We can compare two words by drawing a vector from one to the other and measuring its length. The vector from "boy" to "infant" can be computed by starting with "infant" [5,1] and subtracting "boy" [1,2], giving the vector [4, 1]. The length of a vector [x, y] is given by the formula sqrt(x^{2} + y^{2}), where sqrt is the square root function. So the vector from "boy" to "infant" has a length of sqrt(17), or about 4.12. This is the Euclidean distance between the two words. Here are the vectors from "boy" to all the other words, and their lengths:


You can see that the closest word to "boy" is "child", but "infant" is only a little bit further away.
The same Euclidean distance formula works in higher dimensions too. The length of a 3D vector [x, y, z] is sqrt(x^{2} + y^{2} + z^{2}).
Euclidean distance is a perfectly reasonable distance measure, but it's not the preferred distance measure for word embeddings. Instead we use something called the dot product. It's actually a similarity measure rather than a distance measure. Larger values mean words are more similar.


In the above diagram, the angle between "boy" (maroon vector) and "adult" (yellow vector) is small, while the angle between "boy" and "child" (blue vector) is larger. But clearly "boy" is closer to "child" than to "adult", since "boy" differs only modestly from "child" in the gender coordinate, while it differs from "adult" in both the gender and age coordinates. The problem is that all our vectors originate at the origin. To correct the problem and make angle a useful measure of similarity, we need the vectors to originate at the center of all the points. So let's move the points so that their center is at the origin. We can do this by taking the mean (average) of all the points and subtracting that value from every point. This means that for every feature, some words will have negative feature values while others will have positive feature values, so that their average is zero. Shifting the coordinates this way has no effect on the Euclidean distance measure because all points are shifted by the same amount. But it dramatically affects the dot product. The result looks like this:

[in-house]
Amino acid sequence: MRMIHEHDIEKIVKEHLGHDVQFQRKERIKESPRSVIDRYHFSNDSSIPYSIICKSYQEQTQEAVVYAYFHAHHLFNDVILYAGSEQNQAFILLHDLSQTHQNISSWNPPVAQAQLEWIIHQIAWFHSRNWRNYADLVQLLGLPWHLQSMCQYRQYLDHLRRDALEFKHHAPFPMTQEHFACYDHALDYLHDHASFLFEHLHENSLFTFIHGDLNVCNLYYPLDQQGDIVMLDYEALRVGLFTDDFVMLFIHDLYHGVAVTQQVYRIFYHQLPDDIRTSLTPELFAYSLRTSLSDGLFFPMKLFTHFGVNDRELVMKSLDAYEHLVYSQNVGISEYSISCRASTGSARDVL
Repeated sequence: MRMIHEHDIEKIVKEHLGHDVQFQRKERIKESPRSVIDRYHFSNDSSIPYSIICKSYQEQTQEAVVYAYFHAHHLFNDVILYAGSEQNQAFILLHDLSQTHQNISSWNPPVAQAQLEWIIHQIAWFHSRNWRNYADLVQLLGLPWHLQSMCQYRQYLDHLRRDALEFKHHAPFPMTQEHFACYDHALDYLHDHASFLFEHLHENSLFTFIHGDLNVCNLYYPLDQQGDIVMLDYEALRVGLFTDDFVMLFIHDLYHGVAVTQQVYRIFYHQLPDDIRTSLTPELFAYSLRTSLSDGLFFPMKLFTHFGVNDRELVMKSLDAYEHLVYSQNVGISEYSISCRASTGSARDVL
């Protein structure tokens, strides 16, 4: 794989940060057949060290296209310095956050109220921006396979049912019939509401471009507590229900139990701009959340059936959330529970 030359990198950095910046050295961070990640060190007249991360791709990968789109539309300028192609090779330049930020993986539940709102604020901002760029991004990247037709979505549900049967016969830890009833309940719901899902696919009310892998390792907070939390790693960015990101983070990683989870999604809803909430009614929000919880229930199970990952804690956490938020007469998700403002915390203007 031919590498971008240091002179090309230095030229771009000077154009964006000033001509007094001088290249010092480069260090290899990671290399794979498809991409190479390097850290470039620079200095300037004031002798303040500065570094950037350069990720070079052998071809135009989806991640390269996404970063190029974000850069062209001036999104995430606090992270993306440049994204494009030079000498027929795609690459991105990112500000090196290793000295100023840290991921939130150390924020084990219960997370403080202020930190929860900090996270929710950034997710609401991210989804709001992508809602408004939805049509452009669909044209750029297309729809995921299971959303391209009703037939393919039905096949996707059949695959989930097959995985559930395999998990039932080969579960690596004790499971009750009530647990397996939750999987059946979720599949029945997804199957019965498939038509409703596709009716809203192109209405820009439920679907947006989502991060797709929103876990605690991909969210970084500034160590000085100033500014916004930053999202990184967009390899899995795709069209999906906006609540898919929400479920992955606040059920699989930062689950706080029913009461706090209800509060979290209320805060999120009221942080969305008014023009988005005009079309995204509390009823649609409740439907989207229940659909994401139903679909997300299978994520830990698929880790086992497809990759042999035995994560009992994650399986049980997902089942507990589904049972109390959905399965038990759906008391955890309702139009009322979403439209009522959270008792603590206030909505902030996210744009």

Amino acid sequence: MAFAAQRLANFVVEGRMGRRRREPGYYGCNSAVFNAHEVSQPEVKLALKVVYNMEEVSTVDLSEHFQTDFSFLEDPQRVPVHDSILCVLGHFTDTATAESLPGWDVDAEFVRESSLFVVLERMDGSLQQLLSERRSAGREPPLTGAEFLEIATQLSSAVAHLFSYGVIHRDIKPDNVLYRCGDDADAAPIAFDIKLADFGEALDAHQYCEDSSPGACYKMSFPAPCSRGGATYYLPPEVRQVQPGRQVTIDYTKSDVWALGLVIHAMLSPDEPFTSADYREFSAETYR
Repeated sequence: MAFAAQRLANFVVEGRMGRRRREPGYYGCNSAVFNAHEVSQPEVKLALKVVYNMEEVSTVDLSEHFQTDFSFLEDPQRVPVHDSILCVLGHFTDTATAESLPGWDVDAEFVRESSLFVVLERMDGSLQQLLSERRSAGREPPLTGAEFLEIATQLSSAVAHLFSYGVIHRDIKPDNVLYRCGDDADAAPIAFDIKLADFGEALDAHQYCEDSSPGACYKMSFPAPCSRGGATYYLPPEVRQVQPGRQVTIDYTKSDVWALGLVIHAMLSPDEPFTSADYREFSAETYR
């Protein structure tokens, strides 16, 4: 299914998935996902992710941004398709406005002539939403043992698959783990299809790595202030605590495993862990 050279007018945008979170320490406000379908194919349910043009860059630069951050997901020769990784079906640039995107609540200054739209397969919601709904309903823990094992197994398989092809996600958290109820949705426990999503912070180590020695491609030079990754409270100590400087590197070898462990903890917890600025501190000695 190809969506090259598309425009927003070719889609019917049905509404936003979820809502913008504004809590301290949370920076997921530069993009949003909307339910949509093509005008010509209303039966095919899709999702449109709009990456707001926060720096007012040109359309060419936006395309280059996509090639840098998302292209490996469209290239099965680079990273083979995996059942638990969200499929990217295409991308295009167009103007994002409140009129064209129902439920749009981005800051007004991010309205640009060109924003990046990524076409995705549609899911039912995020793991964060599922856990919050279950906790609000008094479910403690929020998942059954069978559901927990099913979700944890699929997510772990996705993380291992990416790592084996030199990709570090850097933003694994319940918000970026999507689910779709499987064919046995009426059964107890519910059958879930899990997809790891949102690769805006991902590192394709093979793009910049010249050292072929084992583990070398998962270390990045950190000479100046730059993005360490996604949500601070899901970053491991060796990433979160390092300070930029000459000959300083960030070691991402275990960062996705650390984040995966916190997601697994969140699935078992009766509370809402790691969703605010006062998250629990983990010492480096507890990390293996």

Now the angle between the "boy" and "child" vectors is much smaller than the angle between "boy" and "adult", as it should be because "boy" and "child" only differ by 4 in their gender coordinates, whereas "boy" and "adult" differ both by 4 in their gender coordinates and by 5 in their age coordinates. But there is still an issue. The dot product of two vectors is not exactly the cosine of the angle θ between them; it's proportional to the cosine. Given two vectors u and v, the exact value of u·v is cos(θ)·u·v, where u is the length of the vector u, i.e., its Euclidean distance from the origin. If we want the dot product to exactly equal the cosine, we need to normalize the vectors so that they have length 1. We do this by dividing the coordinates of each vector by the length of the vector, i.e., given a vector u = [x, y] with length u = sqrt(x^{2} + y^{2}), we can construct a unit vector pointing in the same direct but with a length of 1 as u/u or [x/u, y/u].
Here is what the points look like when we convert them to unit vectors, so they all lie on a circle of radius 1:


The dot product and Euclidean distance measures produce results that are similar but not identical. For example, based on Euclidean distance, "boy" is slightly closer to "child" than to "infant", but looking at the unit vectors in the figure above, the angle between "boy" and "infant" is slightly less than the angle between "boy" and "child".
The word embeddings used in this demo, and by real AI systems, are unit vectors with zero mean, just like the points above. The same normalization technique applies to higher dimensional vectors, e.g., for threedimensional semantic vectors, the points lie on the surface of a unit sphere (a sphere with radius 1), as shown below:


Step 1: Assemble a text corpus. We might choose Wikipedia articles, or a collection of news stories, or the complete works of Shakespeare. The corpus determines the vocabulary we have to work with and the cooccurrence statistics of words, since different writing styles will use words differently.